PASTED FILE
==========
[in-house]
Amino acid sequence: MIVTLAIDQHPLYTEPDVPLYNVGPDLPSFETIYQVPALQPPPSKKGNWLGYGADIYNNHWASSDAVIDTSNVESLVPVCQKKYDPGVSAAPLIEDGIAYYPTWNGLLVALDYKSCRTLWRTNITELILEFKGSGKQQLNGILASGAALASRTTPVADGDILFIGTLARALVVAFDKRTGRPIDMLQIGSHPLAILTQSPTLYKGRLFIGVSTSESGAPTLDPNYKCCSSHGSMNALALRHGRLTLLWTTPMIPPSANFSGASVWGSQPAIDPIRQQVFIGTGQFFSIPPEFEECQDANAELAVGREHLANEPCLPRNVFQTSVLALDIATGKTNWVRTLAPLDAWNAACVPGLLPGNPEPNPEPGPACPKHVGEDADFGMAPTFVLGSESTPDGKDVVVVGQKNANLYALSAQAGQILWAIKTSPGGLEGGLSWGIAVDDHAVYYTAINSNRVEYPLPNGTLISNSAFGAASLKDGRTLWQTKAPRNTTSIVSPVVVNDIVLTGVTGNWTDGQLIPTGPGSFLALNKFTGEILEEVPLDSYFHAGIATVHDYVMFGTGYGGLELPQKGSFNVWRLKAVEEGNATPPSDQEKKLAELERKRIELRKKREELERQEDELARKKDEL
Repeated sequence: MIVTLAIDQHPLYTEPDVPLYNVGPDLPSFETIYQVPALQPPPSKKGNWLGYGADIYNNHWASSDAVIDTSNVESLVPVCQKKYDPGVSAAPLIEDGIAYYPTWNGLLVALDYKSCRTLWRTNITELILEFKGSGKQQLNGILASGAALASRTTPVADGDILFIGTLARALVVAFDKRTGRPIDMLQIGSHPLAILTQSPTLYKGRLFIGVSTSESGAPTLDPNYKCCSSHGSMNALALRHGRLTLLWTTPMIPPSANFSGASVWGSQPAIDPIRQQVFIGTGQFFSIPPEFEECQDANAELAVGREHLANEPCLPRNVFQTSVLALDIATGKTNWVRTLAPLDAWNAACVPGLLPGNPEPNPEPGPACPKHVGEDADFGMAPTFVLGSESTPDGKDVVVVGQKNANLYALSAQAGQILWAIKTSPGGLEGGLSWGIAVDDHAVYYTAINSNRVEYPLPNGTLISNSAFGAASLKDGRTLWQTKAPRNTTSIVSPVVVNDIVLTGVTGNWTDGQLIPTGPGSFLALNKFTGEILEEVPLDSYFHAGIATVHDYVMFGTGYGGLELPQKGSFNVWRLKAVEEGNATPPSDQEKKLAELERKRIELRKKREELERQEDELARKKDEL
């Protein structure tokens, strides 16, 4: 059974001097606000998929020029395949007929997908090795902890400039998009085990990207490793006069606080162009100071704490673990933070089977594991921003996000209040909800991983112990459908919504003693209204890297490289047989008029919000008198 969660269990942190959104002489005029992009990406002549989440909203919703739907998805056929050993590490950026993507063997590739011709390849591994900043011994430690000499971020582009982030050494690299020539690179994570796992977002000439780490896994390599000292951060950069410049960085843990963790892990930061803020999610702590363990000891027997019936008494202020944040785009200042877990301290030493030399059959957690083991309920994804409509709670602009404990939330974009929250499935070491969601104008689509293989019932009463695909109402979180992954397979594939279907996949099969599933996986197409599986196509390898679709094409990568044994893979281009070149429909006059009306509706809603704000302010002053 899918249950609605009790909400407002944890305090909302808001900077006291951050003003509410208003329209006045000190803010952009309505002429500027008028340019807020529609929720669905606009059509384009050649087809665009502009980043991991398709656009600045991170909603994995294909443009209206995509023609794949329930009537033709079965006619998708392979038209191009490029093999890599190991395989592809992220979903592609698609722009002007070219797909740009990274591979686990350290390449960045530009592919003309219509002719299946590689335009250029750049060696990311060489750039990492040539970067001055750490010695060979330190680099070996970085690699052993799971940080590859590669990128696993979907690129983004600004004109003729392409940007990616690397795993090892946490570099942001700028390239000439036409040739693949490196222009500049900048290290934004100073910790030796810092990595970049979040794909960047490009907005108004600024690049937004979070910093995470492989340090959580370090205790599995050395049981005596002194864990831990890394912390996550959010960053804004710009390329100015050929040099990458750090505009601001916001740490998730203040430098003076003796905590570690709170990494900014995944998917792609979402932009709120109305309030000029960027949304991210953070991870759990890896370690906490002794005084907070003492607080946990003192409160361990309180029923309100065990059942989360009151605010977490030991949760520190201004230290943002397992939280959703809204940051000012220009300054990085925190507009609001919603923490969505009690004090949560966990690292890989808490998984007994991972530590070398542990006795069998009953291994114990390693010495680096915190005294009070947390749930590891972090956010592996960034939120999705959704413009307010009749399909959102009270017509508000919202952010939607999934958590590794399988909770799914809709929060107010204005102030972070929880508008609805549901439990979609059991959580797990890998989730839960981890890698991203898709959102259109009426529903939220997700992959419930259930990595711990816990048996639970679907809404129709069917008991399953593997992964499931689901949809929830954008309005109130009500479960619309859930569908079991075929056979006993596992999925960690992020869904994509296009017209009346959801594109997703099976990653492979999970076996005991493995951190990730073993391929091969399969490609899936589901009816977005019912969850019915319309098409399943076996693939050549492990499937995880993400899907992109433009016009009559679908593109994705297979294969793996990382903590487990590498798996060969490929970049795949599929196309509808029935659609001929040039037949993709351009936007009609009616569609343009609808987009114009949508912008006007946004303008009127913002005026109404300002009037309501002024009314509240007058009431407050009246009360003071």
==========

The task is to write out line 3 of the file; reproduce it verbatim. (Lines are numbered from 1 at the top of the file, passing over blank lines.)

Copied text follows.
Repeated sequence: MIVTLAIDQHPLYTEPDVPLYNVGPDLPSFETIYQVPALQPPPSKKGNWLGYGADIYNNHWASSDAVIDTSNVESLVPVCQKKYDPGVSAAPLIEDGIAYYPTWNGLLVALDYKSCRTLWRTNITELILEFKGSGKQQLNGILASGAALASRTTPVADGDILFIGTLARALVVAFDKRTGRPIDMLQIGSHPLAILTQSPTLYKGRLFIGVSTSESGAPTLDPNYKCCSSHGSMNALALRHGRLTLLWTTPMIPPSANFSGASVWGSQPAIDPIRQQVFIGTGQFFSIPPEFEECQDANAELAVGREHLANEPCLPRNVFQTSVLALDIATGKTNWVRTLAPLDAWNAACVPGLLPGNPEPNPEPGPACPKHVGEDADFGMAPTFVLGSESTPDGKDVVVVGQKNANLYALSAQAGQILWAIKTSPGGLEGGLSWGIAVDDHAVYYTAINSNRVEYPLPNGTLISNSAFGAASLKDGRTLWQTKAPRNTTSIVSPVVVNDIVLTGVTGNWTDGQLIPTGPGSFLALNKFTGEILEEVPLDSYFHAGIATVHDYVMFGTGYGGLELPQKGSFNVWRLKAVEEGNATPPSDQEKKLAELERKRIELRKKREELERQEDELARKKDEL